But we do know that the Trump foreign policy team does feel like Russia can be an
important U.S. ally in fighting Islamic terrorism, particularly ISIS in Syria.
And I think there's still, despite all of the cloud around them over the campaign,
there's a feeling that a partnership with Russia would be in our strategic interest.
I just think the politics of it are really hard.
And even if you want to do it, whoever
you're going to meet with in Russia, meet with them in Switzerland.
The optics of going into Russia right now are really fraught.
I wouldn't be shocked if that trip didn't end up happening.
ROBERT COSTA: On another front, President Trump tried to establish a relationship with
the Congressional Black Caucus.
This week, Yamiche, many people have been critical of
the president's pick for attorney general, Jeff Sessions, who some believe has a weak
record on supporting voting rights and alleged police misconduct.
Was there any progress made during this meeting with the CBC?
YAMICHE ALCINDOR: I don't think there was really any progress made.
This was really an hour and a half of African-American lawmakers really detailing for the
president their issues that they have with his policies and their issues that they have
with his Cabinet members.
They talked about criminal justice reform.
They talked about voter fraud.
They talked about health care impacting African-Americans.
But they also reminded the president that, yes, they do represent 14 million
African-Americans, but they also represent 78 million constituents all across the board
who are not majority African-Americans.
So these lawmakers were really trying to in some ways establish this relationship because
they know they need to have a working relationship with the president, but they were also
I think trying to at least start this conversation and try to see if he's going to change
or even - I guess even touch a little bit on the other issues that are impacting
But so far I don't - I didn't think there's really going to be
One lawmaker told me that President Trump was boasting at how many
African-Americans he got to vote for him; he got 8 percent of the African-American
vote, which is still better than Mitt Romney but still pretty dismal numbers.
And of course, this idea is that he was across - he was - across the campaign trail he
was saying what do you have to lose to African-Americans.
So there's still a lot of anger and a lot of fear in the African-American community about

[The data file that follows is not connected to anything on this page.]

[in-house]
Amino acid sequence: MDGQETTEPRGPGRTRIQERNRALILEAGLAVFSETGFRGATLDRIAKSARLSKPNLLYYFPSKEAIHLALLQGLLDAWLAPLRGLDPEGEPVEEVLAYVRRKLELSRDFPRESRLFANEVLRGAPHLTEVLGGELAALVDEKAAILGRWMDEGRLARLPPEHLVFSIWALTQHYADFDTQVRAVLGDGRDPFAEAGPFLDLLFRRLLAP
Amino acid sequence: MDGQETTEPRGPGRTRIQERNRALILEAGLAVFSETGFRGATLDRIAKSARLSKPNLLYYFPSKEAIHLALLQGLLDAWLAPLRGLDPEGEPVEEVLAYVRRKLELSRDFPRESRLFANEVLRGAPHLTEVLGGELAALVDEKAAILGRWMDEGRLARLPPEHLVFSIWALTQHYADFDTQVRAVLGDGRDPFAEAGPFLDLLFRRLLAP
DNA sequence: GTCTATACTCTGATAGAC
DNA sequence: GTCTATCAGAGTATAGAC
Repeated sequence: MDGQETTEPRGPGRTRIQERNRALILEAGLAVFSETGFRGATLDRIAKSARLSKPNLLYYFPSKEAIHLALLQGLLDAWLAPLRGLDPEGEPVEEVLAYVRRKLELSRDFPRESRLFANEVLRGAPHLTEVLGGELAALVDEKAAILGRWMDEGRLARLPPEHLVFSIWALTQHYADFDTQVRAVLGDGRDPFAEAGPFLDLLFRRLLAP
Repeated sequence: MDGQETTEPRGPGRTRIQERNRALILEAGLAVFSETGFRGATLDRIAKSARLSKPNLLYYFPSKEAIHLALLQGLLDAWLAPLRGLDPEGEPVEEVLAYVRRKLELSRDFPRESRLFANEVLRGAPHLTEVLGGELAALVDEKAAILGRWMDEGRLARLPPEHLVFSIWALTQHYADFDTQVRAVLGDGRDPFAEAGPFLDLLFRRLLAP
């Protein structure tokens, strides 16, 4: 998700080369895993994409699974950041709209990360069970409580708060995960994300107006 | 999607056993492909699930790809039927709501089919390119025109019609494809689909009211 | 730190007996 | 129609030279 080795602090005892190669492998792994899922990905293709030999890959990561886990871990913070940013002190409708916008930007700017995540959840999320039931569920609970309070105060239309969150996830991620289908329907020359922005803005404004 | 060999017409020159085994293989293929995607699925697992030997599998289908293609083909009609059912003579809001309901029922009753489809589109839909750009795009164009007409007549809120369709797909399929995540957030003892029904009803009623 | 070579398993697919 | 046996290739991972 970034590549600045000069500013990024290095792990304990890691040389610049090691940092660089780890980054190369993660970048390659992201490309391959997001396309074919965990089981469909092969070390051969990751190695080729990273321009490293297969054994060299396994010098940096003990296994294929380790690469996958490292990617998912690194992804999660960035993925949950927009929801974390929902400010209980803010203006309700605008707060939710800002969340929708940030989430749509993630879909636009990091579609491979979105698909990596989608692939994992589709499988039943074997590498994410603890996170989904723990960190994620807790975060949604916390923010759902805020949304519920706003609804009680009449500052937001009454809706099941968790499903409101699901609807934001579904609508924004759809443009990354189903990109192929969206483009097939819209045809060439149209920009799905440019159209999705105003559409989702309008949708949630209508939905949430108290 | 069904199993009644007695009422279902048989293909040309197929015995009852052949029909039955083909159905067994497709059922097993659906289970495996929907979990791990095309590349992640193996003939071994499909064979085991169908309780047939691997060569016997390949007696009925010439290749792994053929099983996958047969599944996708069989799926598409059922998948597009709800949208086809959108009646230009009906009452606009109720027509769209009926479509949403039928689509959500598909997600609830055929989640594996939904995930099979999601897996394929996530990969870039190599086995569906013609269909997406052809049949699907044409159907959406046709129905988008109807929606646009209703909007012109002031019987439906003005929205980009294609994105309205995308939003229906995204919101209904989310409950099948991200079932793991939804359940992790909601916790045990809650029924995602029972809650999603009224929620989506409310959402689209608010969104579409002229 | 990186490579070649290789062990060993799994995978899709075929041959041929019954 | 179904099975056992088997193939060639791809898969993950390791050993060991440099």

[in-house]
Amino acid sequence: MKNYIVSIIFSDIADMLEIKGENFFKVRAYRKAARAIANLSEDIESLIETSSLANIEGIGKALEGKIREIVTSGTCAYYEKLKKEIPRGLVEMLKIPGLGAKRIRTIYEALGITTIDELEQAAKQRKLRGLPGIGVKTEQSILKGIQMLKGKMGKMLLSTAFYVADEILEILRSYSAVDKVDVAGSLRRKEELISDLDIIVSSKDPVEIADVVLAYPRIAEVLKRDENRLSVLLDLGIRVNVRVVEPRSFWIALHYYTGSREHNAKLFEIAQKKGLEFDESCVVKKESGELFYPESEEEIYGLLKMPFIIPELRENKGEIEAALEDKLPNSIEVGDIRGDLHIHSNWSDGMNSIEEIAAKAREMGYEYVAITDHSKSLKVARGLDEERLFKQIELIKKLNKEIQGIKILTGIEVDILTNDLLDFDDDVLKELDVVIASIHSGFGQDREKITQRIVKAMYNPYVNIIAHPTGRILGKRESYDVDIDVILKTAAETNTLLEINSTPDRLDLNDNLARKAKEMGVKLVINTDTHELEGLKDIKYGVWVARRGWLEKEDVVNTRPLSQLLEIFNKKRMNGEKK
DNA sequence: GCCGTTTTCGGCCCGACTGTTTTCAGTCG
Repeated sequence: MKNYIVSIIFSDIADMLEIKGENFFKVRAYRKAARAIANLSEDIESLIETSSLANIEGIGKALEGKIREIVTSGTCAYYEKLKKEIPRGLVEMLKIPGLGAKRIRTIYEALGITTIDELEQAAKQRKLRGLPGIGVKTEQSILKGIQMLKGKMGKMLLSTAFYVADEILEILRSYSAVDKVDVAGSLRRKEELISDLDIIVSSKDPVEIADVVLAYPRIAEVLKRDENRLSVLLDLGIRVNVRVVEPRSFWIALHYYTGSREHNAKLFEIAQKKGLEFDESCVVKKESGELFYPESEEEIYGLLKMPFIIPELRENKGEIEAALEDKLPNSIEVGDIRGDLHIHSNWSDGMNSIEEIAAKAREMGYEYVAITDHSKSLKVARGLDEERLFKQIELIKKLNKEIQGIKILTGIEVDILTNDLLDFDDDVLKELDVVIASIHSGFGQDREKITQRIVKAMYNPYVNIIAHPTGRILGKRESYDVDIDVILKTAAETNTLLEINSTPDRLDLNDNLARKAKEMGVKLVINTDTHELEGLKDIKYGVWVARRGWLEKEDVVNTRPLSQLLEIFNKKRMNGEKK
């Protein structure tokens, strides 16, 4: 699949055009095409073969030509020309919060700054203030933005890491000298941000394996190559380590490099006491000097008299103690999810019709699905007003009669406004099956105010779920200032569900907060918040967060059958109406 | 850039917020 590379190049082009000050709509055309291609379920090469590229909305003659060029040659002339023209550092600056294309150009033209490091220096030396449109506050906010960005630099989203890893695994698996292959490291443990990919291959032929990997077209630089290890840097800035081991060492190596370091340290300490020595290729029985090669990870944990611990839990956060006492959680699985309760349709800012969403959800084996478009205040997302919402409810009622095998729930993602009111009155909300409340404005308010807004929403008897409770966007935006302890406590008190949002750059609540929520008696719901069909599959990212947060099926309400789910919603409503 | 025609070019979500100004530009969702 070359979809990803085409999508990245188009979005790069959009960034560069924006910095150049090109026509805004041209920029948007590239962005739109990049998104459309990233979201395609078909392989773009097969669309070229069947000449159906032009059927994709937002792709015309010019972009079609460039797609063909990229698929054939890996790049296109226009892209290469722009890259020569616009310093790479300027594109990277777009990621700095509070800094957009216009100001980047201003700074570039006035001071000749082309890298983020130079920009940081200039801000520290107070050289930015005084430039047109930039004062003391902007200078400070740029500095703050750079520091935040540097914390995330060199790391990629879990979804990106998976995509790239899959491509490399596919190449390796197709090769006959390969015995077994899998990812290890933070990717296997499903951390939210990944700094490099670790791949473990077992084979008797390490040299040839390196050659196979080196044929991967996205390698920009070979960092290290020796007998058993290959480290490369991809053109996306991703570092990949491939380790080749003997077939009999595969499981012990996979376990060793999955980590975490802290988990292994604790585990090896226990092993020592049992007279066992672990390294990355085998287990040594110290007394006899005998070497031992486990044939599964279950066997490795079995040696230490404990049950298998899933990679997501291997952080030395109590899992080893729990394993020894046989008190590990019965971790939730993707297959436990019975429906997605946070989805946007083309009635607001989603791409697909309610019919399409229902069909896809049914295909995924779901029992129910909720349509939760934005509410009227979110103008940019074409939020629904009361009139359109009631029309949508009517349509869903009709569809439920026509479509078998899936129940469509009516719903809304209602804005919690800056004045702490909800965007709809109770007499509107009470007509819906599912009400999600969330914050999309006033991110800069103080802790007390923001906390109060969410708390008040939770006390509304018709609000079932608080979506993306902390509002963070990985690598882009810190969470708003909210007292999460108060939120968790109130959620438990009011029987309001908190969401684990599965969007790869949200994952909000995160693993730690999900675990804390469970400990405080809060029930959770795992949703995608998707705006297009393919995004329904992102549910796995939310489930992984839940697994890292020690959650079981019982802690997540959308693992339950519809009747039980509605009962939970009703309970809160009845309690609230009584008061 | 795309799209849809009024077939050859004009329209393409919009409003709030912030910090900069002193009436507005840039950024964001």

the president, and this was kind of just a meeting to start that conversation.
ROBERT COSTA: Is there anyone within the CBC who has a rapport with the president, any
kind of relationship that could lead to better relations in the future?
YAMICHE ALCINDOR: It's really tough to know.
I had that same question.
Someone pointed out that Elijah Cummings was talking about prescription drug care costs
with the president, that he might be someone that they can talk to.
But I think most of these lawmakers, they're facing a base much like Chuck Schumer, who
do not want to see them at all even seem to capitulate to this president.
I talked to a lot of the lawmakers, who told me that they had to explain to their
constituents and their family members and other lawmakers why they would even take a
meeting with the president, and of course their answer was that he is the president of
the United States and we need him to get things done.
But they're facing a lot of pressure not to work with this president.
ROBERT COSTA: Did the whole caucus show up at the White House?
YAMICHE ALCINDOR: No, it was just the executive leadership that showed up.
The caucus - the president is continuing, and Omarosa said that they want to see all the
members of the caucus.
But I think the CBC is very cautious to have the president meet
with all their members, mainly I think because they don't really trust a lot of what
he's doing, and they really, frankly, don't have a lot of overlap with the president.
You think about Jeff Sessions.
You think about voting rights and voter suppression.
And when we think about this idea of the president and what he's saying in truth, a lot
of people think that when he talks about voter suppression and voter fraud, he's really
setting himself up to then suppress the vote of African-Americans in urban centers who
are - who vote usually Democratically.
So there's a lot of fear there that they really are just gearing up for a fight.